‘You’ll Never Pedicab in San Diego Again!’

     (CN) – The police may have illegally interfered with a former pedicab driver’s right to drive his in San Diego by confiscating his valid license and allegedly telling him, “Your pedicab career is over,” a federal judge ruled.
     According to his complaint, Justin Howard was a pedicab driver in San Diego from 2004 to 2010. A pedicab is a modern-day rickshaw, propelled by a driver on a bicycle.
     Howard claimed to actively promote pedicab issues before the City Council and to consider himself a bicycle rights activist. As part of his activism, Howard said he talked to City Council members about arbitrary stops of pedicab drivers by police officers and lobbied against amendments to the pedicab ordinance proposed by Officer Byron Hibshman.
     As a result, Hibshman and other officers would often harass him for no reason, scare off his customers, and once stole his pedicab permit for three months in 2008, Howard said.
     Howard also claimed that Hibshman’s partner, Officer Scott Thompson, called him “The Angry Black Man,” and that all six black pedicab drivers in San Diego, out of a total of 600, have had problems with the police.
     On March 18, 2010, Howard was riding his pedicab when Hibshman allegedly drove up and cited him for not having a valid permit – even though he did, his complaint claimed. Next, he said the cops tried to crash into his pedicab with their patrol cars and he tried to ride away.
     Howard stopped in a public place with witnesses nearby, and the police officers allegedly tackled him and handcuffed him face down. He claimed Hibshman told Howard, “Now we got you. Your pedicab career is over. You’re done pedicabbing. You’ll never pedicab here in San Diego again,” and waived Howard’s pedicab permit in the air as a trophy.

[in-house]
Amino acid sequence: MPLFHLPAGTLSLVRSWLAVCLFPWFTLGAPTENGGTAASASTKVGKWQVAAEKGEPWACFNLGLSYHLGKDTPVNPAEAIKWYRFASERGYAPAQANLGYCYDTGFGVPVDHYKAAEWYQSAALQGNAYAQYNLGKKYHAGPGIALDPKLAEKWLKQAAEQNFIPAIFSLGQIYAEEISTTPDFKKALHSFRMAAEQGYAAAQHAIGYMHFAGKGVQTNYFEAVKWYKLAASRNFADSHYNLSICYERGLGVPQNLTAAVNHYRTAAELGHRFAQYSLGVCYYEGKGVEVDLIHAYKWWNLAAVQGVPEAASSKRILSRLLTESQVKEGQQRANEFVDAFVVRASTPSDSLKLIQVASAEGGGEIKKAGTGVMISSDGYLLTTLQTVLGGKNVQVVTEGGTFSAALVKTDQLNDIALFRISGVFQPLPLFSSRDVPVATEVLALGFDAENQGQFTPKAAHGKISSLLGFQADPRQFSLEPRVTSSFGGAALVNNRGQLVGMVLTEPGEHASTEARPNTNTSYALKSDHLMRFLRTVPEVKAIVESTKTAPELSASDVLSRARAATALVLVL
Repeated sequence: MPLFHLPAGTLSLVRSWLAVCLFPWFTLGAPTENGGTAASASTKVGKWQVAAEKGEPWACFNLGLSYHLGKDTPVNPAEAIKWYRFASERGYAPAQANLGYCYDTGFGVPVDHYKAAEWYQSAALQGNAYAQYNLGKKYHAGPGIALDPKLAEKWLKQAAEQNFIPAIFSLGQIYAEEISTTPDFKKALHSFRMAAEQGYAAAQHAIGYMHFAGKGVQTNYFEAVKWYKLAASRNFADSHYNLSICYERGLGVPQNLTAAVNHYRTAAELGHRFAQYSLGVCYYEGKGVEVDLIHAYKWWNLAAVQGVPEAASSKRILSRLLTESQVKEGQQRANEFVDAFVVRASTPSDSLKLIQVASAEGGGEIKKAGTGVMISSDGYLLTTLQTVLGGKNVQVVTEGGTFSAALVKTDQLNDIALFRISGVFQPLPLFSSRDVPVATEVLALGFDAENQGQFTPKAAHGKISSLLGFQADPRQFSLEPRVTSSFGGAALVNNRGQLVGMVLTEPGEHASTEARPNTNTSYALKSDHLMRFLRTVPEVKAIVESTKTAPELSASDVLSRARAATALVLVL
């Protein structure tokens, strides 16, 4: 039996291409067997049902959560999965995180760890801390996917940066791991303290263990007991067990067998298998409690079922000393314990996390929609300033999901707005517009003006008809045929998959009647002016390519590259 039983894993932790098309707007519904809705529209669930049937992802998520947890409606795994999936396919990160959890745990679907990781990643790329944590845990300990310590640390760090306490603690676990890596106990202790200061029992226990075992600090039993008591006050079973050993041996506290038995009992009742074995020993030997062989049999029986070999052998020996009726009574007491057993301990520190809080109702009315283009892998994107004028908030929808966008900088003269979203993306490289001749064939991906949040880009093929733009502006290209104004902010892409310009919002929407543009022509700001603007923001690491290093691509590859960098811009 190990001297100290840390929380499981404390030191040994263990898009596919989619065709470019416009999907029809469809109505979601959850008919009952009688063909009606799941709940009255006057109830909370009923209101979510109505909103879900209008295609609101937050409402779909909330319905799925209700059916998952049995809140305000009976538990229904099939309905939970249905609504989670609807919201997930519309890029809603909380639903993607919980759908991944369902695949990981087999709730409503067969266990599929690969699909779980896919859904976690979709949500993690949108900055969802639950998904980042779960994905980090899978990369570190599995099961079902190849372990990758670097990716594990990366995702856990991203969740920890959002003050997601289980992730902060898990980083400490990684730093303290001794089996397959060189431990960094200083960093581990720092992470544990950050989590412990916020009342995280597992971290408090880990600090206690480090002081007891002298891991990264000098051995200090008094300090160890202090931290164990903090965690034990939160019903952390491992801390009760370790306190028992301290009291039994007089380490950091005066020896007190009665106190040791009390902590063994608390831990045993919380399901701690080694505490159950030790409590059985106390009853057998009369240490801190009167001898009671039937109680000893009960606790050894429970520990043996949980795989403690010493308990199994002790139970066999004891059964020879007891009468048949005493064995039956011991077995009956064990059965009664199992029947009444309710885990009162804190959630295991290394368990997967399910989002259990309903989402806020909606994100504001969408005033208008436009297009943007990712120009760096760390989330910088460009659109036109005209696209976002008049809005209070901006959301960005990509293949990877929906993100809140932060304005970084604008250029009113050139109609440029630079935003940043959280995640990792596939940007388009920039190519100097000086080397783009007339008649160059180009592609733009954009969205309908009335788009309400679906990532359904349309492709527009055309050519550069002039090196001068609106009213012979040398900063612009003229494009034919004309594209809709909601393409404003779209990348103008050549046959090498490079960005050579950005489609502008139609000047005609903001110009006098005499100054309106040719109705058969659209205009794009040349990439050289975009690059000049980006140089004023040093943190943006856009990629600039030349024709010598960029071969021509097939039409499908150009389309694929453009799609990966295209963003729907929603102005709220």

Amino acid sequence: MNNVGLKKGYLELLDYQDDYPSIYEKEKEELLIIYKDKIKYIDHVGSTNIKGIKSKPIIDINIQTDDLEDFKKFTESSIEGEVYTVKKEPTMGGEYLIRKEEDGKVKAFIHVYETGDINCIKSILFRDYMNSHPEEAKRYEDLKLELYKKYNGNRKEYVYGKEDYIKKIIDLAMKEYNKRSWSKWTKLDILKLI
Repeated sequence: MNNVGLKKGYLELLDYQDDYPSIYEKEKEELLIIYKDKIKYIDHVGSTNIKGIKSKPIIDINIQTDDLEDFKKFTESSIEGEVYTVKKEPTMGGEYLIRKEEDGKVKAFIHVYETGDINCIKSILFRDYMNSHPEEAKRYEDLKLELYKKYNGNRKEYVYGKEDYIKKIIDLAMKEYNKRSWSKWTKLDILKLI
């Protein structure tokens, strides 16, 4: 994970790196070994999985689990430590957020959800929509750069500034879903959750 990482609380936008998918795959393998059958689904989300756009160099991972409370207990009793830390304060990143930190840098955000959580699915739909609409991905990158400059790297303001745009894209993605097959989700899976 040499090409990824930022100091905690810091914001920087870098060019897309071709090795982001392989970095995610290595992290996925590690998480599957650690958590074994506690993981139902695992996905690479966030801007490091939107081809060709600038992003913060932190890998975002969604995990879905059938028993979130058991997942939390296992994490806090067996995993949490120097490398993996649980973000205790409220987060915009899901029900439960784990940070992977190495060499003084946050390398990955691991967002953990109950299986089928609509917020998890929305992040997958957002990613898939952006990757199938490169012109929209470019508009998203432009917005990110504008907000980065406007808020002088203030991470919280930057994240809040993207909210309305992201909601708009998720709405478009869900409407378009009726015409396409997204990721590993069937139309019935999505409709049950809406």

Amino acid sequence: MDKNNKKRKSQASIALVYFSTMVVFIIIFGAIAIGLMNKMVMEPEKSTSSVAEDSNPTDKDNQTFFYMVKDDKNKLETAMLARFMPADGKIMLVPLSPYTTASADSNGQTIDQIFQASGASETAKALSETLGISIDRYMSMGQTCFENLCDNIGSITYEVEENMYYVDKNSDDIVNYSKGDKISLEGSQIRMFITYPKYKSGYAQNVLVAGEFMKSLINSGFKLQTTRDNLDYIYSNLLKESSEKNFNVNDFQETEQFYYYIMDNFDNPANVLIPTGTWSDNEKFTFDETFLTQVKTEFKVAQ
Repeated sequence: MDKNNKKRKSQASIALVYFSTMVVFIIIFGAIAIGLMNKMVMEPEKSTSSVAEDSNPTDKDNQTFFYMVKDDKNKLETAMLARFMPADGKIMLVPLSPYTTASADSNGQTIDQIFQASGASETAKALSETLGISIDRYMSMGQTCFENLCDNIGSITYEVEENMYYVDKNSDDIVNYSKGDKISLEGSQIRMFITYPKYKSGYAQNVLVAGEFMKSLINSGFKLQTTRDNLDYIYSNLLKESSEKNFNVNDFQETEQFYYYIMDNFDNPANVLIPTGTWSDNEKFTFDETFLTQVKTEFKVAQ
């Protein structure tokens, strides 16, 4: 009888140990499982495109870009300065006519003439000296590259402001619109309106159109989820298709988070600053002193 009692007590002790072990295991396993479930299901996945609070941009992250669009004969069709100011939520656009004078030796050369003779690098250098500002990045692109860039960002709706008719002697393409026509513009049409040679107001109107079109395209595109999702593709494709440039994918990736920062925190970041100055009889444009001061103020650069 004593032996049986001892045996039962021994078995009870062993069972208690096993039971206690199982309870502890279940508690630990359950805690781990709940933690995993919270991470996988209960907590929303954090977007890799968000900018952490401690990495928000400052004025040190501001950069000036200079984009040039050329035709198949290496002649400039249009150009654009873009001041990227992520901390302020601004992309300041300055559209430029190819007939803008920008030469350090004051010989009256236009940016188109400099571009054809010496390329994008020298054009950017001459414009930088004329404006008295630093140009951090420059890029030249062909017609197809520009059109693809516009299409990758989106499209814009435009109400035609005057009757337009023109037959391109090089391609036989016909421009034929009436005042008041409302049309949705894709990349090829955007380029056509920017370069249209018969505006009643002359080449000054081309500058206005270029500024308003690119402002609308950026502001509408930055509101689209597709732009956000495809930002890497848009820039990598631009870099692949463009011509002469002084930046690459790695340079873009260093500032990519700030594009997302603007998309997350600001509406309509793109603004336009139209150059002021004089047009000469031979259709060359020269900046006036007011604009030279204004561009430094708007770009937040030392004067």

In a motion for summary judgment, defendants Hibshman, Senior Traffic Engineer Siavash Pazargadi and the City of San Diego maintained that Howard’s permit was indeed expired but Howard refused to return to the pedicab warehouse, “yelling something to the effect that the law did not apply to him.”
     U.S. District Judge Anthony Battaglia granted Hibshman’s motion in part, dismissing all Howard’s federal claims and upholding only two state claims for violations of the California Civil Code.
     “Plaintiff has not come forward with facts to demonstrate a genuine issue of a material fact that there was a conspiracy to violate his procedural due process rights. In his deposition, plaintiff states that Pazargadi is a defendant because he was the one who signed the letter suspending plaintiff’s pedicab permit. Plaintiff testified that he had never met and did not even know who Pazargadi was before he signed the letter,” Battaglia said.
     However, the judge found that Howard did have a valid pedicab permit at the time of the March 2010 incident and the police incorrectly applied a new pedicab ordinance retroactively. “Defendants have not provided any legislative documents to show the City Council’s intent to make this section retroactive to permits issues prior to the ordinance’s enactment which expired on a yearly basis. Accordingly, the court concludes that the ordinance is not retroactive. Therefore, plaintiff had a valid permit on the day of the incident on March 18, 2010,” the judge ruled.
     Therefore, Howard may sue under California Civil Code 52.1, which “establishes a private right of action for damages and other relief against a person who ‘interferes by threats, intimidation, or coercion,’ or attempts to so interfere, with the exercise or enjoyment of a individual’s constitutional or other legal right,” according to the judgment.
     Battaglia also found that Howard may have a claim for false imprisonment if his allegations are true and the police had no probable cause to arrest him on March 18, 2010.

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